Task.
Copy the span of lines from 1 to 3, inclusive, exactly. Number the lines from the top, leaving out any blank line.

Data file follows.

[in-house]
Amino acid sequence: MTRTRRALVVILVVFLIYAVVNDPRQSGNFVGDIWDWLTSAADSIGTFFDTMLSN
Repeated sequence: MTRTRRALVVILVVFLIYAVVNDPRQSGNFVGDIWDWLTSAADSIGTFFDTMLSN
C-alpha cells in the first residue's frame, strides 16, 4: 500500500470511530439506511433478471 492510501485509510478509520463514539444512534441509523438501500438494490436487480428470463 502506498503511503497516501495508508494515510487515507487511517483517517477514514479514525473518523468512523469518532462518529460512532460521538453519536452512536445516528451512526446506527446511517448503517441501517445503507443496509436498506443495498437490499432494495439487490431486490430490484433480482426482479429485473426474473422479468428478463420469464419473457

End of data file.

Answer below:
[in-house]
Amino acid sequence: MTRTRRALVVILVVFLIYAVVNDPRQSGNFVGDIWDWLTSAADSIGTFFDTMLSN
Repeated sequence: MTRTRRALVVILVVFLIYAVVNDPRQSGNFVGDIWDWLTSAADSIGTFFDTMLSN